Their tech support has been great. They are responsive, answer questions, very knowledgeable, and have been willing to jump on calls with the backup software vendor to assist in troubleshooting with any type of issue that we've run into with our backup (Commvault). Their support staff has jumped on and lent their expertise to the Commvault staff, explaining or helping to troubleshoot why Commvault was having issues.
We did use a different solution. We switched because of cost and scalability. The initial purchase price, ongoing support, and maintenance costs, also coupled with the difficulty in scaling made it almost a no-brainer for us to move off of them.
The initial setup was pretty straightforward. Their support staff was there to walk us through the setup and explain things along the way. When we did run across anything that wasn't clear, they were right there to clear it up. From that respect, the setup was made significantly easier because we were able to work with their support staff. They were able to remote in and assist with any questions or configurations that we might have otherwise had trouble with.
We had two data centers and needed the data to replicate between the two data centers. Therefore, we purchased two storage nodes. One for each data center with a controller satellite and the secondary data center to control both of them. Data essentially replicated from our primary data center to the secondary data center.
Our setup really was extended by our own availability. It didn't take more than two weeks, but it was an hour and a half here and an hour there. The initial setup was done in a day (overall time). In under 48 hours, we were able to have it up and running and fairly optimized.
It doesn't even require a full-time staff to maintain it. It requires someone keeping tabs on it, but we don't need a full-time storage admin to keep the system up and running. After the initial deployment, it runs. We just keep an eye on it. Since it's essentially redundant, we've got the two nodes, and they're replicating. It doesn't require a ton of staff to stand up and maintain.
We used a reseller, Alliance Technology. They did an initial install and configuration of the system drives on the storage nodes.
There were some issues in their setup, and whoever configured it didn't set the system volume up as a RAID 1 mirror for high availability. However, their pricing and recommendation of the hardware was very good.
We were happy with them, with the exception of the misconfiguration. We did run into an issue with the initial quote. For our initial implementation, they had only one storage node and we needed two. So, we had to go back and address that. Then, it also didn't include the optical transceivers that we needed for the 10G connections, but we were able to work with the reseller and get those shipped out. These were minor inconveniences in the procurement process. That was the initial delivery. Alliance did not assist with the deployment from then on.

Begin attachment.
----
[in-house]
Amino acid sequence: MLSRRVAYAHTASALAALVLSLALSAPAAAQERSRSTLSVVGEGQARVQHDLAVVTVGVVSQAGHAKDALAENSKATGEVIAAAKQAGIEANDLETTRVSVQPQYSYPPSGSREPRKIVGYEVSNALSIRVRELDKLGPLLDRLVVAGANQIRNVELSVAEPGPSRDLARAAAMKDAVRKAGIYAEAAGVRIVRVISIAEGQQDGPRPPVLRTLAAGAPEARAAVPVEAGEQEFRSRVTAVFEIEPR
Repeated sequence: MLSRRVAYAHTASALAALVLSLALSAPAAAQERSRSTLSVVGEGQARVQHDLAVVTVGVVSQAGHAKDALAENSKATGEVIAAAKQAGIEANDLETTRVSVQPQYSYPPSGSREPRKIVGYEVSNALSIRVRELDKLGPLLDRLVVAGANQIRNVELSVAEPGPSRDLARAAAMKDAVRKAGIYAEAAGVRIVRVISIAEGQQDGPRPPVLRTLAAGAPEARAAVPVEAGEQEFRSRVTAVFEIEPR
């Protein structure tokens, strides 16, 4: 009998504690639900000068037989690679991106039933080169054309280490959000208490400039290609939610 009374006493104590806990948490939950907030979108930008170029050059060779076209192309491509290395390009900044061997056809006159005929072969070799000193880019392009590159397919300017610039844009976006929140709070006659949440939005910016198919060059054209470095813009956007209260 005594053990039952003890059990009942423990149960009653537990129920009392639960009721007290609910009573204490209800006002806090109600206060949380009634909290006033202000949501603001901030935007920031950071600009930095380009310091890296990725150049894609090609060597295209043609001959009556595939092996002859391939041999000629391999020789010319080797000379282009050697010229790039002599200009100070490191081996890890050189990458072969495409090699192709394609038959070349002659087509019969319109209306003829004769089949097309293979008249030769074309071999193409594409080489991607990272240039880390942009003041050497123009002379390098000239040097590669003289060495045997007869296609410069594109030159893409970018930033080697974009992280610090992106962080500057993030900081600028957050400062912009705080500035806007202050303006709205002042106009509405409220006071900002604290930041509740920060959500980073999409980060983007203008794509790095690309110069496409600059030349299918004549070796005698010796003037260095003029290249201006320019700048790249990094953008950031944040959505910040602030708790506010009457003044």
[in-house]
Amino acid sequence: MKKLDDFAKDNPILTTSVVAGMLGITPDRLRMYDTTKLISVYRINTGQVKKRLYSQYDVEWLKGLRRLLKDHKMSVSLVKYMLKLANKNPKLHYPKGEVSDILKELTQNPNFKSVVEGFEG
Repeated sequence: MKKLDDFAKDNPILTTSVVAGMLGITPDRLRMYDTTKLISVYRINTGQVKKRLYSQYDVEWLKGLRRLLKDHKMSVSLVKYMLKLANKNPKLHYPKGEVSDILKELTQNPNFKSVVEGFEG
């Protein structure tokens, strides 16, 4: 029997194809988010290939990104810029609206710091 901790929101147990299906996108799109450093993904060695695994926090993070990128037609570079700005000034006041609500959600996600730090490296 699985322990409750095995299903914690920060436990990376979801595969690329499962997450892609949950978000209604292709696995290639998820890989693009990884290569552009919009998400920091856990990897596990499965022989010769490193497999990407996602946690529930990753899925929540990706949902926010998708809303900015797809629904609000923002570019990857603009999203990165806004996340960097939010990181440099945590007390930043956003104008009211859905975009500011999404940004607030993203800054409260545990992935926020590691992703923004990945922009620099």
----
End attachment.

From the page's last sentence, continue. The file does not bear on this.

We worked directly with SwiftStack and their support team once the equipment was in-house and went into production with it
The annual support and maintenance costs compared to our old solution for backups had about a two-thirds savings, so about a 60% annual savings on our support and maintenance contract. That savings funded additional expansion for what it was costing us for the support and maintenance contracts on old solution. We bought an additional node. It also saved us on not having to do forklift upgrades, or rip and replace upgrades. Rather than having to do those, we could purchase an additional node and add higher capacity drives, which is something that other backup vendors weren't certifying.
This gives us annual savings on the support and maintenance contract, but also savings on our time and efforts. We don't have to do a disruptive rip and replace, moving everything over. We can add a node, migrate the capacity, and elegantly decommission a node if we choose to do so. If it's no longer supported or if there's hardware issues, we can migrate the data and do it in a non-disruptive fashion.
We have had a 40 to 50 percent reduction in CAPEX on the acquisition of new hardware, which is probably conservative.
We didn't repurpose existing servers. While it was an option on the table, we had the money within our budget to buy new hardware because of 60 percent or more savings that we had because we didn't have to maintain the support and maintenance of our old systems.
We bought new hardware which provided better capacity and density. Then, this year we did the same thing because we've had several years of savings, so we bought new hardware. This is on the storage nodes.